National Geographic December 2013, Part 3

The Unexpected Walrus, by Jeremy Berlin, photographs by Paul McNicklen

I am unclear on what is unexpected here.  The Unexpected Walrus is a brief sort of biological sketch of the species and the effect that human activity can have on their numbers.  Walruses’ whiskers are apparently very sensitive and they can hoover up food from the ocean floor like no one’s business.

It’s an ill wind that blows no one any good, however, and apparently global warming is exposing more clams, which are a main source of food, than the walruses would normally have been able to get to.  So as difficult as humans have made the life of the walrus, at least the walrus is finding food more plentiful than in the past.

The Weed that Won the West, by George Johnson, photographs by Diane Cook and Len Jenshel

The Weed that Won the West is a quick read about the history and lifecycle of the tumbleweed, more formally known as “Russian thistle” and also of Johnson’s history with said plant. Johnson, who has been fighting tumbleweeds ever since he and his wife bought a horse ranch in New Mexico, compares the tumbleweed to a The Outer Limits episode, “Cry of Silence,” in which a young couple are menaced by sentient tumbleweeds.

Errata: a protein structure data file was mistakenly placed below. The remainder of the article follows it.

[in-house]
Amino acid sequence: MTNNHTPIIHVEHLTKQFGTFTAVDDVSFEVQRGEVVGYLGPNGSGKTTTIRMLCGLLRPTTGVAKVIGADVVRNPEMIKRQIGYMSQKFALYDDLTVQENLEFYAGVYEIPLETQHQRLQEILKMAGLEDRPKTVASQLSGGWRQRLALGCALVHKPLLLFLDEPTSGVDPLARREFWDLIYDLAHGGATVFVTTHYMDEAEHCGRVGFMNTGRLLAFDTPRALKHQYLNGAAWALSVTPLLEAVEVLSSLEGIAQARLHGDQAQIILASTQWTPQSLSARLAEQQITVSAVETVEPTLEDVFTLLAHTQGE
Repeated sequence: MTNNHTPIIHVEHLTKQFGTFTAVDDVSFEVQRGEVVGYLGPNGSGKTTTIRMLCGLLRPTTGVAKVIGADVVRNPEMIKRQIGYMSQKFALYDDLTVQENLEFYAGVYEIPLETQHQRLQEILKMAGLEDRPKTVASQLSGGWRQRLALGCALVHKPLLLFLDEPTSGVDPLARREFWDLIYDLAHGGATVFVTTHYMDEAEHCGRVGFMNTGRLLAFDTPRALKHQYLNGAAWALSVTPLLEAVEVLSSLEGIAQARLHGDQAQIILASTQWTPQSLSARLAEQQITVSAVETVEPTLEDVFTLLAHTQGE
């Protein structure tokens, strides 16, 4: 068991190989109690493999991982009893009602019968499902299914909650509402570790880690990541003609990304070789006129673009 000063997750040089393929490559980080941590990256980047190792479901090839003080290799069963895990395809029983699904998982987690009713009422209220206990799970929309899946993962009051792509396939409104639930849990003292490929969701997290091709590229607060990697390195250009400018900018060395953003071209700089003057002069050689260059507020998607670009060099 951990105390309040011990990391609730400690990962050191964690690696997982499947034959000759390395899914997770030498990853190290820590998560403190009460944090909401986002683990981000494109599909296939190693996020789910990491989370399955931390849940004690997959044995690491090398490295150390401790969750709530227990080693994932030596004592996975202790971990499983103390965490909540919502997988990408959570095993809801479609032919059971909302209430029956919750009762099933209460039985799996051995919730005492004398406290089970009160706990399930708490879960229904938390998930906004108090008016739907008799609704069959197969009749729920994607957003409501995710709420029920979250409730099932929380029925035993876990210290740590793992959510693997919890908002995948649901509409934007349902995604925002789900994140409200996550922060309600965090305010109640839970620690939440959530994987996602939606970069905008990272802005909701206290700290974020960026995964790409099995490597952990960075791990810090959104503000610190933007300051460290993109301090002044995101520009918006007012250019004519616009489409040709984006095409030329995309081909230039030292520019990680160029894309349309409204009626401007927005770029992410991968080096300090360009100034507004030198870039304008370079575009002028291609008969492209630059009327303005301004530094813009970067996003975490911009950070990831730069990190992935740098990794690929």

Turns out tumbleweeds don’t actually need sentience to be menacing, because they are pretty much optimized* to reproduce.  As tumbleweeds tumble along, they are shedding seeds.  Then the seeds can lie dormant for years, but can germinate in as little as 36 minutes. The plant also has a taproot which can reach a depth of six feet.  This means that you can pull all of the plants out of the ground and it can still grow a new plant from the taproot.  And even after you think you’ve gotten all of the plants off of your property, there still can be seeds in the dirt waiting to sprout. The only defense I have been able to find is that the seeds cannot germinate in packed dirt, which is kind of impractical.  In order to use this defense, every square foot of land in the area must somehow be packed down perfectly and remain packed down until all of the seeds have lost their ability to germinate.

Before I moved to San Antonio, I imagined that it looked like an old west city, like Dodge City in the old movies, with tumbleweeds tumbling down the streets.  Thank goodness it isn’t. I have enough fun trying to keep on top of the runners that my live oak trees put out.  I don’t want to have to wrestle with tumbleweeds on top of that.

*You have no idea how much time it took me to find the word “optimized” — I almost went with “maximized,” because it was pretty close.  I also researched “tribbles,” even though I’m not terribly gung-ho on Star Trek (I’m more of a Babylon 5 girl, myself) in hopes that I’d stumble across the right word.  Finally I stuck “maximized for reproduction” into Google and the second hit was titled, “Optimal Reproduction Tactics,” and the rest was history.